Disc one isn't too hard to work out, but disc two can be prohibitively obstinate. Thank god then for the invention of the "Internet". Accessing this through a "Computer" will lead you to a bunch of fan sites that have maps and hints to guide you through the labyrinth, which does come off as being slightly rewarding.
The movie opens at the end and replays in short segments leading up to the beginning of the plot, while it alternates with black and white sections that go forward in time to the start of the real plot. The plot itself is dark and disturbing, yet tinged with a surprising amount of humor ("See, I have this condition...").

The main reason I picked up this DVD was the "alternate endings" feature on the back of the box. This turns out to also be slightly misleading.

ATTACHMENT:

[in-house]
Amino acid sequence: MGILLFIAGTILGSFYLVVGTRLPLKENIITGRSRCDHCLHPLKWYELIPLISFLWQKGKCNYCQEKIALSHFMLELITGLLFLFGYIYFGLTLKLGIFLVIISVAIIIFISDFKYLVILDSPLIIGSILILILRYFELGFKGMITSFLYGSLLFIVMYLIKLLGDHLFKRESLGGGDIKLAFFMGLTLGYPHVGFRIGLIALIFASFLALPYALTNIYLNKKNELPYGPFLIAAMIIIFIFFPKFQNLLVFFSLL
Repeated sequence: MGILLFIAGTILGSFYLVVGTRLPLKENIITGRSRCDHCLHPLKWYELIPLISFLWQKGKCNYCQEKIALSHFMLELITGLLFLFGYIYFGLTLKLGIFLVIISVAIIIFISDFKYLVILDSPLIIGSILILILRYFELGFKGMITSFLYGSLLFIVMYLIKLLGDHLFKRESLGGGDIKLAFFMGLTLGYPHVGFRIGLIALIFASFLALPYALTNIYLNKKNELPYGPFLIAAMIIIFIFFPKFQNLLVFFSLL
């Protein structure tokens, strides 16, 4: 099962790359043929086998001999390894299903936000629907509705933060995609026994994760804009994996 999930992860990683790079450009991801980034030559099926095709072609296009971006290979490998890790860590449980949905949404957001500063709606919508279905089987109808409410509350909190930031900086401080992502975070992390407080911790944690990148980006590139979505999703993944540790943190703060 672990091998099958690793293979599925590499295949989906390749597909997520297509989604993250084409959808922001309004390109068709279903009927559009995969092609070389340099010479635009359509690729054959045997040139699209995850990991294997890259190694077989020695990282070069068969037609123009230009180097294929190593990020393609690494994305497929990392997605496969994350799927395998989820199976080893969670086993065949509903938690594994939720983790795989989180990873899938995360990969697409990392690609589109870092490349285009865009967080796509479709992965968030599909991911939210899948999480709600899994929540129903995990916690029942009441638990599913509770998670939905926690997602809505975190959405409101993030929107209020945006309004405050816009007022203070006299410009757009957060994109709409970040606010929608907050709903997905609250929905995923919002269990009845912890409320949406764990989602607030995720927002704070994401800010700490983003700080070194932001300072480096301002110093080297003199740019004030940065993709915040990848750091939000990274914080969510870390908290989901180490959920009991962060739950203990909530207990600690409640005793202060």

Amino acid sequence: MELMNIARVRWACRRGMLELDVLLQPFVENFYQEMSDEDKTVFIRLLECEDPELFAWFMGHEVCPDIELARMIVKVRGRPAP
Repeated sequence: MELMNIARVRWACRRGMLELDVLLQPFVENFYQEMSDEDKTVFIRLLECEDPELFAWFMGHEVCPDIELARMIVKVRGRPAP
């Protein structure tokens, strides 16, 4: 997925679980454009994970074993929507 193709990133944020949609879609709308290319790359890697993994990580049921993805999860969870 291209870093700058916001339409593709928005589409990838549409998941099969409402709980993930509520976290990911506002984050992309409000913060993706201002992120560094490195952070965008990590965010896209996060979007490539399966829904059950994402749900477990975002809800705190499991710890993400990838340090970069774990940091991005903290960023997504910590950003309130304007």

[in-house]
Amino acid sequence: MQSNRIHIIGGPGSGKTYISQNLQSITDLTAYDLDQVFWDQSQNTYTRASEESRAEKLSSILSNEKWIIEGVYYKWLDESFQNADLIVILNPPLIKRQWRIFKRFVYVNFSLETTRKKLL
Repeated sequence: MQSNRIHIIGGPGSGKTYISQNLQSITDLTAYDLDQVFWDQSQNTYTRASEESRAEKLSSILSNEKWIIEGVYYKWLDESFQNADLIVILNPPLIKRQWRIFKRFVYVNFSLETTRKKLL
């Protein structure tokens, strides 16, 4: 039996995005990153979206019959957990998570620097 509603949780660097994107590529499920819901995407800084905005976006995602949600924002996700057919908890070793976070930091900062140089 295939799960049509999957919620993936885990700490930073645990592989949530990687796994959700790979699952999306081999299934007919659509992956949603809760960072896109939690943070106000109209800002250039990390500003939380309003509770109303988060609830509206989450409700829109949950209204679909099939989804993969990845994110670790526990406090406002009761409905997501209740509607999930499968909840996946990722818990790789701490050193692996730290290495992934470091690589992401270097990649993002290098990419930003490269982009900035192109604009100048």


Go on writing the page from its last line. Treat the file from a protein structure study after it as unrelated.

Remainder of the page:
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1 of 1 people found the following review helpful By Denny Vu Quach on June 19 2004
Format: DVD
Memento is like nothing you have ever seen. That much I can garantee you. Guy Pierce suffers from a specialized form of amnesia where he no longer can make short term memories. His long term memory is intact right up to the incident which caused his condition...and his wife's death. Thus our swiss-cheese brained hero is seeking revenge for his wife, while his memory is wiped clean every ten minutes or so. Covered in tatoo's, pocket's full of polaroids with notes scribbled on them (such as a picture of what his car looks like, aptly labeled "Your Car") Pierce has to try and find the man responsible for the way his life is now while mixing with a great assorment of characters with no idea of how he met any of them or who he can trust. This is easily the best movie I saw this year and I highly recommend it.